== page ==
Suez Canal - thanks Mr. Bonaparte!
Port Said Travel Blog› entry 9 of 19 › view all entries
June 23rd, 2010 – by: bigdaddymac
And this process, conducted at the turn of the 19th century, was the feasibility analysis of connecting the Red Sea to the Mediterranean Sea. Fast forward 69 years to 16 November 1869 and put your hands together for the opening of this 164km long engineering feat that took 30 000 workers at a cost of $ 100 000 000 and just over a year to build.
Without the Suez we would be plodding along the East Coast of Africa, not too close though, as Johnny Depp might board our vessel, which would of course not pose a threat to the females on board. (Yes, I am aware that Johnny sails in Caribbean Waters, but female fantasies have no boundaries.) The problem is, Johnny might bring some Ethiopian counterparts who are not quite as attractive and not quite as friendly. We would also have to sail around Cape Aghulas in order to get to Europe and that would take a lot of time and cost a considerable amount of money for fuel. So, for the cost saving toll fee of only $250 000 we (un)fortunately did not get to meet Mr. Sparrow and headed straight towards our next stop, Port Said.
Sailing up the Suez canal is something that has to be experienced. The land on either side (Yemen and Saudi Arabia to the East and Eritrea and Sudan to the West) starts off as baron and in the short space of a few hours will metamorphasize in front of your eyes. Ok, Yemen and Saudi donâ€™t undergo much metamorphosis, but Sudan certainly does. The landscape changes from arid uninhabited desert to dense green vegetation interspersed with roads, people and industry. The canal has dual narrow passages at some points and the combination of this and the dunes creates the impression that passing ships are sailing through the sand. Either that or the overexposure to the sun was making me hallucinate.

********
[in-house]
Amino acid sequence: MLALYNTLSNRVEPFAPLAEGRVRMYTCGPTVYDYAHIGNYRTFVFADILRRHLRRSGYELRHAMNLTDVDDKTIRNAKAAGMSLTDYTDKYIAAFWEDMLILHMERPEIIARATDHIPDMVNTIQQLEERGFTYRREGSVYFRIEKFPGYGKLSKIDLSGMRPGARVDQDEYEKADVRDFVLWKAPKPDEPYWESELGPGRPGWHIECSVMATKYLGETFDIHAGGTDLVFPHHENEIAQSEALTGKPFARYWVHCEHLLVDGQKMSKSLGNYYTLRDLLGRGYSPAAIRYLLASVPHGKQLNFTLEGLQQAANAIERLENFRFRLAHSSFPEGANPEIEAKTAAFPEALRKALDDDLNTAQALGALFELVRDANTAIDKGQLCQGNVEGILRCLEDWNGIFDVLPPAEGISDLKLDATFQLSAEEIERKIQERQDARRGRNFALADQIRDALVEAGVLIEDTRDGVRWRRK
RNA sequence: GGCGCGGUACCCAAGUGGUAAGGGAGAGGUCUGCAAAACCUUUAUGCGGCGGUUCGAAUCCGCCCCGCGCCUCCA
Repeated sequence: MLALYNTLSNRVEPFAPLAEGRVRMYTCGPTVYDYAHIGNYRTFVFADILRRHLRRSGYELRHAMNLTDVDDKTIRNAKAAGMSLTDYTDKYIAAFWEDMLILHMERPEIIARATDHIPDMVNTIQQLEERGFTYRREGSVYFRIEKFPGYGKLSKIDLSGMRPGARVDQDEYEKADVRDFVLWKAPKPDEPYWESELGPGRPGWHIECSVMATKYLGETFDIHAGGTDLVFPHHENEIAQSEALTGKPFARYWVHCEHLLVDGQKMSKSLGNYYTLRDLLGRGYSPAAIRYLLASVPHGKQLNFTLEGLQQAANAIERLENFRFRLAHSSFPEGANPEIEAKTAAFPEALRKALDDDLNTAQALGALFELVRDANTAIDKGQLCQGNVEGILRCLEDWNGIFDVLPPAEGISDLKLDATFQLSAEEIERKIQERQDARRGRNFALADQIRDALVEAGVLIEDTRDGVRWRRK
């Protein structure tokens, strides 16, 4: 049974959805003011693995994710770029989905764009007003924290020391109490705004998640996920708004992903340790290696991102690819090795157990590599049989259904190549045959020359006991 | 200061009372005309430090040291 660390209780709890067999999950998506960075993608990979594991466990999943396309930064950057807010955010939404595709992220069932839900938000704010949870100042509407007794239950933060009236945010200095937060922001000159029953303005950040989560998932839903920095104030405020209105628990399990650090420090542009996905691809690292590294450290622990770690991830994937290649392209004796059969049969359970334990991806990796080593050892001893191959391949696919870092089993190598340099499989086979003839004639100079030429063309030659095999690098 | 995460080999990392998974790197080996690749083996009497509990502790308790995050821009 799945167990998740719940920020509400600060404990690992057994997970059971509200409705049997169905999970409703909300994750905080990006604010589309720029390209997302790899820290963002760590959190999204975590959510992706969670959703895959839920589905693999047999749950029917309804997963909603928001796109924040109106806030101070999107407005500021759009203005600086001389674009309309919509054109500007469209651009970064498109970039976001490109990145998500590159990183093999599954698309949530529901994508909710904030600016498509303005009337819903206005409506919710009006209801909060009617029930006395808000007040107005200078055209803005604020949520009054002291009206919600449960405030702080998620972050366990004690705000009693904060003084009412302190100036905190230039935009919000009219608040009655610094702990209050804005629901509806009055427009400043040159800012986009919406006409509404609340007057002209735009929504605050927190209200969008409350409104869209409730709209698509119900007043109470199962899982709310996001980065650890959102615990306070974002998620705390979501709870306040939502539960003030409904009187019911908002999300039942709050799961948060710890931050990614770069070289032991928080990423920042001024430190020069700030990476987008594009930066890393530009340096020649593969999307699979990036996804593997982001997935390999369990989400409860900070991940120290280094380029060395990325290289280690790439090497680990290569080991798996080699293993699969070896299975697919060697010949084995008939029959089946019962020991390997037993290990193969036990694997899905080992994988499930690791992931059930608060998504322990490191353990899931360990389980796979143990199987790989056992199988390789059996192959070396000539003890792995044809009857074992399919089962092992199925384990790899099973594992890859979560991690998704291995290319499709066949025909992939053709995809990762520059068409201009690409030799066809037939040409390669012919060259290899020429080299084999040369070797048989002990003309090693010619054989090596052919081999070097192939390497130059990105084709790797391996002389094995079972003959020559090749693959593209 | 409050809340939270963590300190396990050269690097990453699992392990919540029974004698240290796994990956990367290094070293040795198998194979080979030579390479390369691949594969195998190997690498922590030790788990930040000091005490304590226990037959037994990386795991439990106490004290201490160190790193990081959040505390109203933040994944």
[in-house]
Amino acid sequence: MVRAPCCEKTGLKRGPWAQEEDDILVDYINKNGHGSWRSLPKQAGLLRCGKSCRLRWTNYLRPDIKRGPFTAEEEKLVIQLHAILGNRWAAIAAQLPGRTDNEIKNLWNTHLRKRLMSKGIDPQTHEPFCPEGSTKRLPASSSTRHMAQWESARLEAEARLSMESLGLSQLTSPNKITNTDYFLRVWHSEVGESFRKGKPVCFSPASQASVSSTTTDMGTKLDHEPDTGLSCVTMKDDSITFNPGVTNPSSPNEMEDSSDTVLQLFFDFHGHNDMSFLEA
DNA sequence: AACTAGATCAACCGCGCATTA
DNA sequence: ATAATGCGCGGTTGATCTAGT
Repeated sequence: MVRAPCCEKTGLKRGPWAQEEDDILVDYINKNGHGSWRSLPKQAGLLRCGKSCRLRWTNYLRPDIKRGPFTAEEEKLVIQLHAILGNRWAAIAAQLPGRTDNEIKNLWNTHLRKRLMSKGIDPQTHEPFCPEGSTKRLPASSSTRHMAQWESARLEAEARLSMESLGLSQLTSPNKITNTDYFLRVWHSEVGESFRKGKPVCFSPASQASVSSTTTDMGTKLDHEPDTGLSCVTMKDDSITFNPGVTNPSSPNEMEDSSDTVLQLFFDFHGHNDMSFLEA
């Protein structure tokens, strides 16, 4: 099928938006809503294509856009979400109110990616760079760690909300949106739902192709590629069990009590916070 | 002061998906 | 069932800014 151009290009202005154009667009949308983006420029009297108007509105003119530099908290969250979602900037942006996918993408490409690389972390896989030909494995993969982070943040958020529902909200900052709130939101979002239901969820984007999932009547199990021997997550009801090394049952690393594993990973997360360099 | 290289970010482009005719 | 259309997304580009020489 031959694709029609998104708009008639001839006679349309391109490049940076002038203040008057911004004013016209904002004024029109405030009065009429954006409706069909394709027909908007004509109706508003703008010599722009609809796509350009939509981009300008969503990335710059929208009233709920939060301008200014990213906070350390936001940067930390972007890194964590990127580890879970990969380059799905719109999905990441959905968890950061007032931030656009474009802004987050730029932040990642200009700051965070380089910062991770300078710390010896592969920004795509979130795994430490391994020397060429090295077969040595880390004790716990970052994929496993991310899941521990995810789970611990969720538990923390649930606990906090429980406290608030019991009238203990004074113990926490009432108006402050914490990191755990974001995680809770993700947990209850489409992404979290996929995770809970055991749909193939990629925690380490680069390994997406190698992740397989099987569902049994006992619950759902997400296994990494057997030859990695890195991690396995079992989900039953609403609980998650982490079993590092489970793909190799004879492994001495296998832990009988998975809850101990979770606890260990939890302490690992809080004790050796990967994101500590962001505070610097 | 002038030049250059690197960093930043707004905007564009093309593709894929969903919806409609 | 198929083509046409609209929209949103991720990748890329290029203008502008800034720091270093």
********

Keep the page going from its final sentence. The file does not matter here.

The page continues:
We docked in Port Said in the late afternoon. Even though I was on call, I took 15 minutes to venture outside (walky talk in hand, in case of emergency; of course nothing to do with looking important) to see what the locals had to offer.
Items, irrespective of apparent worth ALL items start off at 1$.
Tomorrow we get to see the Pyramids and I hear the vendors there are even worse. Bring it on!
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